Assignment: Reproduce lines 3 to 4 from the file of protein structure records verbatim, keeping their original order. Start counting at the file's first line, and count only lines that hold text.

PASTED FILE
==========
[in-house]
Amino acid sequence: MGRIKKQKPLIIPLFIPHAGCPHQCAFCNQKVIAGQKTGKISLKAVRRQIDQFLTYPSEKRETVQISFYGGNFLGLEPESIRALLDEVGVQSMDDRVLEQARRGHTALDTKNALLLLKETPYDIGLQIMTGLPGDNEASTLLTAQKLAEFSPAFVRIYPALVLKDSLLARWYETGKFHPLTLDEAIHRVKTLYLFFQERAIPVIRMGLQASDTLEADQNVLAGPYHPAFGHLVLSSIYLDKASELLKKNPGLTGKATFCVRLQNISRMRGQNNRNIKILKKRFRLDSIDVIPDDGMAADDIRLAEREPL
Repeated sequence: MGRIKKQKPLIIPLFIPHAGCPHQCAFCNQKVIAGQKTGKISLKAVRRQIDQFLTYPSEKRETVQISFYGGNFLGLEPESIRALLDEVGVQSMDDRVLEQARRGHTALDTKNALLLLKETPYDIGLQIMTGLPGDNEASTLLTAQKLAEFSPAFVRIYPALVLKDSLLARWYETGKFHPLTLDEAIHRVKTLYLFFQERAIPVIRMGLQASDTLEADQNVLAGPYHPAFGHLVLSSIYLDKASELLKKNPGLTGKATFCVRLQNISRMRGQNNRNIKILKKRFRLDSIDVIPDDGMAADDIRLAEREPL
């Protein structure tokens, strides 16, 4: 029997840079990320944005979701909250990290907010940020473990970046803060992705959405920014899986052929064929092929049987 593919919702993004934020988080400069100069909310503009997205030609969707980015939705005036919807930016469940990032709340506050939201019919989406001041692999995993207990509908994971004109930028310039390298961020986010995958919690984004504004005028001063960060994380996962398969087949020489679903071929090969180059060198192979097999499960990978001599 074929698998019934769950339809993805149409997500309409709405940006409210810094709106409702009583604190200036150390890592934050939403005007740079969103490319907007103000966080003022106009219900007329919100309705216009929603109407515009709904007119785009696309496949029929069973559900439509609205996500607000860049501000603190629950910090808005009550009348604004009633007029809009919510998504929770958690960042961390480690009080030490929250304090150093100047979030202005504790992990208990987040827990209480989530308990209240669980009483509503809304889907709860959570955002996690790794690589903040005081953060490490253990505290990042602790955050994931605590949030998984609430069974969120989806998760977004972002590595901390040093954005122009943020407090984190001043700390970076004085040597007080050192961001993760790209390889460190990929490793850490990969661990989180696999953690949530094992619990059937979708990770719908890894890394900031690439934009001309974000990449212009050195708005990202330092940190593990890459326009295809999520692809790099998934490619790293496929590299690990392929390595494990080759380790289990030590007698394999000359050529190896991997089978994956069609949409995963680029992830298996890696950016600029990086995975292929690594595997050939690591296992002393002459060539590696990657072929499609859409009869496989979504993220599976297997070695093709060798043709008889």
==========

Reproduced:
Repeated sequence: MGRIKKQKPLIIPLFIPHAGCPHQCAFCNQKVIAGQKTGKISLKAVRRQIDQFLTYPSEKRETVQISFYGGNFLGLEPESIRALLDEVGVQSMDDRVLEQARRGHTALDTKNALLLLKETPYDIGLQIMTGLPGDNEASTLLTAQKLAEFSPAFVRIYPALVLKDSLLARWYETGKFHPLTLDEAIHRVKTLYLFFQERAIPVIRMGLQASDTLEADQNVLAGPYHPAFGHLVLSSIYLDKASELLKKNPGLTGKATFCVRLQNISRMRGQNNRNIKILKKRFRLDSIDVIPDDGMAADDIRLAEREPL
């Protein structure tokens, strides 16, 4: 029997840079990320944005979701909250990290907010940020473990970046803060992705959405920014899986052929064929092929049987 593919919702993004934020988080400069100069909310503009997205030609969707980015939705005036919807930016469940990032709340506050939201019919989406001041692999995993207990509908994971004109930028310039390298961020986010995958919690984004504004005028001063960060994380996962398969087949020489679903071929090969180059060198192979097999499960990978001599 074929698998019934769950339809993805149409997500309409709405940006409210810094709106409702009583604190200036150390890592934050939403005007740079969103490319907007103000966080003022106009219900007329919100309705216009929603109407515009709904007119785009696309496949029929069973559900439509609205996500607000860049501000603190629950910090808005009550009348604004009633007029809009919510998504929770958690960042961390480690009080030490929250304090150093100047979030202005504790992990208990987040827990209480989530308990209240669980009483509503809304889907709860959570955002996690790794690589903040005081953060490490253990505290990042602790955050994931605590949030998984609430069974969120989806998760977004972002590595901390040093954005122009943020407090984190001043700390970076004085040597007080050192961001993760790209390889460190990929490793850490990969661990989180696999953690949530094992619990059937979708990770719908890894890394900031690439934009001309974000990449212009050195708005990202330092940190593990890459326009295809999520692809790099998934490619790293496929590299690990392929390595494990080759380790289990030590007698394999000359050529190896991997089978994956069609949409995963680029992830298996890696950016600029990086995975292929690594595997050939690591296992002393002459060539590696990657072929499609859409009869496989979504993220599976297997070695093709060798043709008889």